To get a full view of your options, it’s worth getting quotes from these providers separately and comparing them to those you found on price comparison sites.
Aside from the vehicle and your claims history, the level of cover you choose can also have a major impact on your quote.
Third party only covers damage to other vehicles, third party, fire and theft also covers your car if its stolen or damaged by fire, while fully comprehensive also covers damage to your own vehicle in an accident.
Confusingly, fully comprehensive cover can sometimes be cheapest, as less comprehensive policies are most commonly bought by drivers who claim more or younger drivers looking to reduce the cost of their premiums. With this in mind, it’s worth checking the price for each level of cover before proceeding.
5. Choose a deal
If you’re using a price comparison website, you’ll usually select a deal by clicking through to the insurer’s website to confirm your details and pay for your policy.
At this point, it’s important to check and double check the details you’ve inputted so far and read the insurer’s list of ‘assumptions’, which you’ll need to agree to before confirming the policy.
Before choosing a provider, check out our best and worst car insurance rankings to find out which insurers combine great coverage with top customer service.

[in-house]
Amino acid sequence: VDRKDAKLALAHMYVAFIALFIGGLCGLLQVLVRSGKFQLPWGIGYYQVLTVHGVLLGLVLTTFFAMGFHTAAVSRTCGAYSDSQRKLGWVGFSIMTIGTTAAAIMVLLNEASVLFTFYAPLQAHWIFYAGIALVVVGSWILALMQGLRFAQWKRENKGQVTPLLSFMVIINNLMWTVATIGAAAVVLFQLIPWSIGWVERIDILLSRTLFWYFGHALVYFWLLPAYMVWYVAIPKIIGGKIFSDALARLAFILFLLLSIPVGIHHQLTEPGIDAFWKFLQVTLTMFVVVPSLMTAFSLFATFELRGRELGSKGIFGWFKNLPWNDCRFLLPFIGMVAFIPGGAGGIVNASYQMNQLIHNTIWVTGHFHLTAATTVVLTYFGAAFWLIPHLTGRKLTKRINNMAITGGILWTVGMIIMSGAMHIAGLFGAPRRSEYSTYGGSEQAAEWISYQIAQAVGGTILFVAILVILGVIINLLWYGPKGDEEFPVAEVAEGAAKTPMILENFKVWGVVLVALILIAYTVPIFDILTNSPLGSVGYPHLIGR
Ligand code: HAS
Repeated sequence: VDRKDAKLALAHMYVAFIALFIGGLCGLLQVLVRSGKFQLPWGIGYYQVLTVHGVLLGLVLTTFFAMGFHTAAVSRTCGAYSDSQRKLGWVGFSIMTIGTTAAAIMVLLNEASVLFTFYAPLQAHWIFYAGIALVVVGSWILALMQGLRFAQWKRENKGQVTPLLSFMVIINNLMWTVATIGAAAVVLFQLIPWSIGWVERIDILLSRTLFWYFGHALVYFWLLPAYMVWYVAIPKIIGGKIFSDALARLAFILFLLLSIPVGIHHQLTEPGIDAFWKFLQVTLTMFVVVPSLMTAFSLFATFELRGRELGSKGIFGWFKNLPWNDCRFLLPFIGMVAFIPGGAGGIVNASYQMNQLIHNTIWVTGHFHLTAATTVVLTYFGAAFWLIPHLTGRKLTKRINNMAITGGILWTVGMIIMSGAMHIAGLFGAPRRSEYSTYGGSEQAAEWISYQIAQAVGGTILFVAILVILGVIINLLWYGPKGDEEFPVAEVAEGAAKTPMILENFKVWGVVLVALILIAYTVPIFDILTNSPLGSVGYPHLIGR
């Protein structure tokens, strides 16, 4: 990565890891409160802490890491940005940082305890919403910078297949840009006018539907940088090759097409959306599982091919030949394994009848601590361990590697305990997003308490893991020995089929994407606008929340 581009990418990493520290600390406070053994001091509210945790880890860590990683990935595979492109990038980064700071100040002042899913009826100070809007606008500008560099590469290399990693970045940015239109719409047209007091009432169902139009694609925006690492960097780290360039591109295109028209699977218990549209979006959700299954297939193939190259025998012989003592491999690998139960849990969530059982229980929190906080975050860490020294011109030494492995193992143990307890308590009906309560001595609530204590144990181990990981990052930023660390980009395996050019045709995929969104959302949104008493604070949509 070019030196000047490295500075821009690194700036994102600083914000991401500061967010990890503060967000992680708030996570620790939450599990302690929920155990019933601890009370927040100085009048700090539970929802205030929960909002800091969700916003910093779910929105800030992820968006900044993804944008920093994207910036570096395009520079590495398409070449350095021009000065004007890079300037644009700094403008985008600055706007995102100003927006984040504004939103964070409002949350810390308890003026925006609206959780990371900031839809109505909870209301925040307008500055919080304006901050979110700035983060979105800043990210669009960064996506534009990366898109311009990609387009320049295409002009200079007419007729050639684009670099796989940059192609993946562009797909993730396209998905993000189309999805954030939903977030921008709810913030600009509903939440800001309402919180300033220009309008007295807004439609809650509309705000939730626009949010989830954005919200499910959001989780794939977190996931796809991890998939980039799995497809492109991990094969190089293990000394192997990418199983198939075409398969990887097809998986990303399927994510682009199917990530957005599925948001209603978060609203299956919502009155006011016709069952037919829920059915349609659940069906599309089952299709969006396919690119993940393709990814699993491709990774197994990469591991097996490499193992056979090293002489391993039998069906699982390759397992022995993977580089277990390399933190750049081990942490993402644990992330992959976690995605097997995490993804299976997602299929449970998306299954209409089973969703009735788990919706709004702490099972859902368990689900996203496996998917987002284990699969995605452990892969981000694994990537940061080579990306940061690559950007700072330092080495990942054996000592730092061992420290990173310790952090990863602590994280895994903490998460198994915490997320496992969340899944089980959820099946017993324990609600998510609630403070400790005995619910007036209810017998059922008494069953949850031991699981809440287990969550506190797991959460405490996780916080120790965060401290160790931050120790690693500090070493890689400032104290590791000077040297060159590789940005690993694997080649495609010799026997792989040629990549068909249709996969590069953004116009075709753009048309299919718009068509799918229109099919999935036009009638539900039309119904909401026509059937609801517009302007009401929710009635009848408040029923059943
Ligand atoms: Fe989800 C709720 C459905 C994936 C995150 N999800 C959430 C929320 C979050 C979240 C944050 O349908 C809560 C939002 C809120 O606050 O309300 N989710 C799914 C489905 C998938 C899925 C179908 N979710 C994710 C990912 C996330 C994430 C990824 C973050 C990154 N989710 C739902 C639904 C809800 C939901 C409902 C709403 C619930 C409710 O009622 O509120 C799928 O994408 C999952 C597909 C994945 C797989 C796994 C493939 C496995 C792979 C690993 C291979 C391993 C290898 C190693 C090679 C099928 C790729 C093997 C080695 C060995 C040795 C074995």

6. Consider whether add-ons are worth the money
Comprehensive insurance policies don’t cover every eventuality, and the quotes you’ll see on price comparison websites are usually for the insurer’s standard policy.
Common add-ons include legal expenses insurance, personal accident cover, key cover and breakdown cover. Before selecting these, consider whether they’re worth the additional cost, or if you’ve already got coverage elsewhere.
For example, breakdown cover is commonly bought seperately from car insurance and is included in some packaged bank accounts, while key cover may be included in your home insurance policy.
- Find out more: car insurance add-ons explained
7. Make sure you cancel your auto-renewal
If you’re moving to a new provider, it’s important to call your current insurer and inform them you’re leaving and that you don’t want your policy to renew.
This is crucial as many insurers auto-renew policies as standard, so if you don’t call them to let them know you’re leaving, you’ll be charged for another year automatically.
Tips to cut the cost of your premium